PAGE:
Tamarind and Agave Glazed Chicken Thighs with Poblano Rice

Recipe and photo by Tami Ganeles Weiser Yield:  4 servings
Prep Time:  30 minutes Cook Time:  30 minutes

Tamarind and Agave Glazed Chicken Thighs with Poblano Rice

The tart tamarind paste, sweet agave nectar, and hot chipotle chili in adobo sauce in the glaze for this chicken make a delectable sweet-sour-hot accompaniment to the spicy heat of the poblano-studded rice.

Ingredients

1½ cups chicken stock

3 tablespoons canola or corn oil, divided

1½ teaspoons kosher salt, plus more to taste

1 cup medium-grain white rice

4 fresh poblano chilies, halved, stems and seeds removed (see Kitchen Tips)

1¼ pounds boneless chicken thighs (4 to 5 thighs), skin on

1 teaspoon roasted ground cumin (see Kitchen Tips)

½ teaspoon finely ground black pepper

2 tablespoons tamarind paste 

Juice and zest of 2 limes

½ cup agave nectar 

1 to 2 tablespoons chipotle chilies in adobo sauce (about 1 chili and enough sauce to make 2 tablespoons, or to taste; see Kitchen Tips) 

Instructions

  1. Pour the chicken stock into a medium saucepan with 1 tablespoon of the oil. (If you are using low-sodium stock, taste and add salt if needed.) Cover the pot and bring to a gentle boil.
  2. Pour the rice into a fine-mesh sieve and run under cold running water for 1 to 2 minutes, until the water runs clear. Drain. When the stock is boiling gently, add the rice, stir, cover, and bring to a boil again. Reduce the heat to a simmer, and cook for 18 minutes, until the liquid is absorbed. Remove from the heat, keep covered, and steam in the pot for 5 minutes to finish cooking.
  3. Heat a grill to high heat. Rub the poblanos with 2 teaspoons of the oil and sprinkle with ½ teaspoon salt. Place on the grill and cook, turning with tongs as each side becomes charred. Place in heat-resistant bowl, cover with foil or plastic wrap and set aside.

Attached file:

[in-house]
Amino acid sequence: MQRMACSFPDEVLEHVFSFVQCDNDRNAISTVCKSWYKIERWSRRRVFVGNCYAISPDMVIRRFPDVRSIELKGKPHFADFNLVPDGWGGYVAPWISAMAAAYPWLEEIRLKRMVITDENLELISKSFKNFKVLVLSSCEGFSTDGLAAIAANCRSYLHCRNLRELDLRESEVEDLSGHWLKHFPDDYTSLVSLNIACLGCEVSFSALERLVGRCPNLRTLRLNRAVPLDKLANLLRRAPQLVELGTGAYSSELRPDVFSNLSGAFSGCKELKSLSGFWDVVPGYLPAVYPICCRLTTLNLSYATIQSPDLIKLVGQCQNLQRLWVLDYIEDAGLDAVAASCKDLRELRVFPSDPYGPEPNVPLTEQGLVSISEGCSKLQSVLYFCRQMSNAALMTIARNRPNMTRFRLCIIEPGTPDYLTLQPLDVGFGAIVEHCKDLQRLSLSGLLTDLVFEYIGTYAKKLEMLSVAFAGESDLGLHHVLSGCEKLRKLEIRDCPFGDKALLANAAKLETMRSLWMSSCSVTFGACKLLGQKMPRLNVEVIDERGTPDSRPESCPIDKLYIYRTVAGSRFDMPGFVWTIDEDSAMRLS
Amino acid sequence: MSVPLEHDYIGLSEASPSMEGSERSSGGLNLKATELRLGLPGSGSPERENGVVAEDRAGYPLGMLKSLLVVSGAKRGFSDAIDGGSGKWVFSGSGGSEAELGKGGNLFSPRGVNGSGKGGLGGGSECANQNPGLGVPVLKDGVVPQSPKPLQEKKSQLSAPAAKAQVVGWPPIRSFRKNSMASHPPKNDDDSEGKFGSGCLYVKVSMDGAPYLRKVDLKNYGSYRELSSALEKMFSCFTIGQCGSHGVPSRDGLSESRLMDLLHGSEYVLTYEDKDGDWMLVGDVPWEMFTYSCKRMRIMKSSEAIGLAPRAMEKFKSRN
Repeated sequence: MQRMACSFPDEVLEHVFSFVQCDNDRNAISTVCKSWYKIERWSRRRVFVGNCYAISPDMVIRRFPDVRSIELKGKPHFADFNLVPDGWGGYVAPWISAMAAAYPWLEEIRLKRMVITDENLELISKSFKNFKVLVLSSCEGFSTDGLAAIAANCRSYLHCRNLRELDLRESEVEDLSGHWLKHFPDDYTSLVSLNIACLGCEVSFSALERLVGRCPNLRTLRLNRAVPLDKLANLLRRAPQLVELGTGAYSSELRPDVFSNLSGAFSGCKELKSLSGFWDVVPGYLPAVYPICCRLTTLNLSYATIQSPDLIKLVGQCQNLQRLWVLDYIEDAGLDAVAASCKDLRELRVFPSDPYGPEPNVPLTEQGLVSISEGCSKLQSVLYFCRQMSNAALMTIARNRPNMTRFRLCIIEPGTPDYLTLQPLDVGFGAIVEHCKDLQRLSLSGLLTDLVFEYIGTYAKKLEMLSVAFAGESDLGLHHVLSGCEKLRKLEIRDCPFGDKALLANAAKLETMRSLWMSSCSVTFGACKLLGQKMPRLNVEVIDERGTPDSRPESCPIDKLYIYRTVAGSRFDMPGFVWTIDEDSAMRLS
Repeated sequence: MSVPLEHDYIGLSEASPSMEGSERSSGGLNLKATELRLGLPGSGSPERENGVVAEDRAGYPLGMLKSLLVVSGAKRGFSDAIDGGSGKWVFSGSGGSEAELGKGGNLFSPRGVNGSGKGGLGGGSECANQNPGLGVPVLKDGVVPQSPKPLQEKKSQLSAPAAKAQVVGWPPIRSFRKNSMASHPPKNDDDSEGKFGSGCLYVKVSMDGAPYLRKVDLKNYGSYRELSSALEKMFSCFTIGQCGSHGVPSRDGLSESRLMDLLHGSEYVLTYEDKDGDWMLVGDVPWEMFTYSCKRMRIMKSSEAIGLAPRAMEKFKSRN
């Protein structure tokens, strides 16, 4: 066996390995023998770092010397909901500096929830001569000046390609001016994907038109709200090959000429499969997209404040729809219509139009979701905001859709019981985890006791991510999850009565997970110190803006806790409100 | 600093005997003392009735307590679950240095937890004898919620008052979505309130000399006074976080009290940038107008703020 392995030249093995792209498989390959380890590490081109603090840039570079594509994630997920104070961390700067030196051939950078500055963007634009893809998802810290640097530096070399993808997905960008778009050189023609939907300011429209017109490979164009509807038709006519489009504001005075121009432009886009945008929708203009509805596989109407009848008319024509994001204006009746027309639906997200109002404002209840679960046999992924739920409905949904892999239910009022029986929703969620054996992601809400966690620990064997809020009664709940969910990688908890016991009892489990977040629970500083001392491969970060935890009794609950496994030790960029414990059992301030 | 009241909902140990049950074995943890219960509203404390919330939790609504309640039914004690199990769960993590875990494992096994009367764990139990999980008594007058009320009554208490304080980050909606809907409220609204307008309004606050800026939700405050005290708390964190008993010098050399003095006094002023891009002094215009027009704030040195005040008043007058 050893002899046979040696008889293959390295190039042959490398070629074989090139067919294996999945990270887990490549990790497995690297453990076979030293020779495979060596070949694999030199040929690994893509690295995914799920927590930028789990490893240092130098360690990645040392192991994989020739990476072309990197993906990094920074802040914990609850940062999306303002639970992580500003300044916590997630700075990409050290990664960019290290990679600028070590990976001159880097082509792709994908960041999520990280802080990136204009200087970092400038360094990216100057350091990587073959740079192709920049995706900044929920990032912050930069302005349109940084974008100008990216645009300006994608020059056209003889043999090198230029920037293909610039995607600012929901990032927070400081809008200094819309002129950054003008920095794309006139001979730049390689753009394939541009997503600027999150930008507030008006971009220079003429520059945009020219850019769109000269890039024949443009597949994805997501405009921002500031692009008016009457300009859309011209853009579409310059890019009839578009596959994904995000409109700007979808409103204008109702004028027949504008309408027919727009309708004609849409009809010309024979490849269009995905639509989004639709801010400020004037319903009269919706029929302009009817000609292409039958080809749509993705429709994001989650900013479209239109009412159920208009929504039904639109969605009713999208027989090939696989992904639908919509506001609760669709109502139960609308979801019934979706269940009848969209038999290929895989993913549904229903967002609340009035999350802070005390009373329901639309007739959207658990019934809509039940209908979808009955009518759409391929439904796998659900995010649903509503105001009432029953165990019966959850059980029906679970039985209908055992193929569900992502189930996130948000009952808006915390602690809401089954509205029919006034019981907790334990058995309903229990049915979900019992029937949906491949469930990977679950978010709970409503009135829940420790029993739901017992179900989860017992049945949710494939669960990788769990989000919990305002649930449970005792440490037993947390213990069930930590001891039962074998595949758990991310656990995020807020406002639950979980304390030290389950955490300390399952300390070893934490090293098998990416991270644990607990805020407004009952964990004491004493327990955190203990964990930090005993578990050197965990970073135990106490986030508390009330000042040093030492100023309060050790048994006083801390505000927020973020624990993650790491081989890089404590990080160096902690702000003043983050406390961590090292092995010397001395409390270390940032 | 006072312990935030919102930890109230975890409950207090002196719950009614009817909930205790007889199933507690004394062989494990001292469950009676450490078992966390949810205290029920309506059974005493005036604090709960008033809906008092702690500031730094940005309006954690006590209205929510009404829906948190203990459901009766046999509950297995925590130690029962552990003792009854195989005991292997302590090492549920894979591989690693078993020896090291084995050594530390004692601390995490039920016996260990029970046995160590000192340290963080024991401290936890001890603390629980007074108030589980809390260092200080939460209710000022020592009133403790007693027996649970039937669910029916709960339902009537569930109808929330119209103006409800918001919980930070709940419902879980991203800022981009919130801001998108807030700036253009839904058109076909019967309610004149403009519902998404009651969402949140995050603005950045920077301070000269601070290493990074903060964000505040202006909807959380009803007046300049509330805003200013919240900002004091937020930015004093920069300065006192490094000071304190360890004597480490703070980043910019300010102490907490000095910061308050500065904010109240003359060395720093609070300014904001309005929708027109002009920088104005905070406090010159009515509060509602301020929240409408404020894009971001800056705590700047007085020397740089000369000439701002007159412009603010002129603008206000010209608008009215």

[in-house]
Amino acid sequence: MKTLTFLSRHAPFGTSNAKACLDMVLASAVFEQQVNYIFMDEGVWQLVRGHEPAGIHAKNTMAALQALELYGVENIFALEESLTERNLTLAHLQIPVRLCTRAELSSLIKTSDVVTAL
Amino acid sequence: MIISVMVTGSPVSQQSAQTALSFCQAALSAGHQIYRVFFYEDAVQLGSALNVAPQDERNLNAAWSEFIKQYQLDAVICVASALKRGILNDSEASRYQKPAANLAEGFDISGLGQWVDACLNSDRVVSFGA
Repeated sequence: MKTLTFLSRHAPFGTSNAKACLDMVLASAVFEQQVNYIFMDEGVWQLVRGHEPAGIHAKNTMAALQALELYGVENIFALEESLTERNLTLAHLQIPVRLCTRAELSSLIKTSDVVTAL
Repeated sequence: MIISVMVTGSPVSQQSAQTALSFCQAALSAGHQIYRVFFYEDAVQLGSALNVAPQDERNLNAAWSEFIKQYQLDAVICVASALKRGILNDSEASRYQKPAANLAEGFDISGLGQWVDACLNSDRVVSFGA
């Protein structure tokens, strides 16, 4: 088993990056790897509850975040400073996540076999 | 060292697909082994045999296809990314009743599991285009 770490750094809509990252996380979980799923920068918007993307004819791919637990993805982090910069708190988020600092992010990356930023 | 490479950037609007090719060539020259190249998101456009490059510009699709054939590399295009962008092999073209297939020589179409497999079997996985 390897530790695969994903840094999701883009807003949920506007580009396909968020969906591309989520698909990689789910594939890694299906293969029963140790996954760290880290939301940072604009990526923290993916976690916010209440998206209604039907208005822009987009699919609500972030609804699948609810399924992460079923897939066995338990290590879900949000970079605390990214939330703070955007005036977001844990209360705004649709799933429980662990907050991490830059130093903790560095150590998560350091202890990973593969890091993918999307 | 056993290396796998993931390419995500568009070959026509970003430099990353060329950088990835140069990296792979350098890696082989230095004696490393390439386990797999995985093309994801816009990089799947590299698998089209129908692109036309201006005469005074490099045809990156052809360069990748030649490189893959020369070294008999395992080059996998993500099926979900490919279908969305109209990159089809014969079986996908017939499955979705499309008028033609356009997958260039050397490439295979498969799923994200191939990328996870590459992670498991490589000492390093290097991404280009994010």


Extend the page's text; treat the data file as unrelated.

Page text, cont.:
4. Season the chicken with cumin, salt, and pepper. Rub with the remaining 4 teaspoons oil.
  5. Combine the tamarind paste, lime juice and zest, agave, and chipotle in adobo in a bowl and mix to combine, and set aside.
  6. Place the chicken on the grill, skin side down, and cook for 4 to 5 minutes. Turn with tongs and reduce the heat to medium. Brush the skin side liberally with the tamarind agave mixture, and cook for 2 to 4 minutes. Turn again, liberally brush the top with the tamarind mixture again, and cook for 2 to 4 minutes, until the chicken is cooked through and an instant-read thermometer inserted into the thickest part of the chicken reads 165°F. Transfer to a clean platter (see Kitchen Tips).
  7. Peel the skin off the poblanos and chop into ¼-inch pieces. Add the poblanos to the rice and mix to combine.
  8. Divide the rice between 4 individual serving plates and top each with a chicken thigh. Serve immediately.

Kitchen Tips

  1. The chemicals in chili peppers that cause that wonderful feeling of heat on the tongue can cause a not-so-wonderful feeling if they get into your eyes—and can share the love with other foods on your menu. To avoid cross-contamination, avoid touching your face or eyes after cutting and trimming hot chilies. Change work surfaces and knives. Some cooks wear plastic gloves.
  2. To toast spices, pour the ground or whole seeds into a frying pan or cast-iron skillet and set over medium heat. Toast for 10 to 20 seconds, or up to 1 minute, until fragrant. Watch carefully so the spices do not burn.
  3. Chipotle chili is the name for the fiery smoked jalapeño. It is sold in a variety of formats, often canned in adobo sauce, a condiment made of chilies and spices. For a milder flavor, you can just use less than the recipe calls for. The remaining chipotles in adobo will keep, refrigerated in an airtight container, for 2 weeks, or you can freeze them in individual portions.  You’ll have most of the can of chipotles in adobo left over.
  4. Always use a fresh plate for fully cooked meat, poultry or fish cooked on the grill;  NEVER place it back on the plate that held it when it was raw, as the original plate holds uncooked juices that might carry foodborne bacteria. These microorganisms are killed during cooking, but placing the cooked food back into the uncooked juices can contaminate it and cause foodborne illness.

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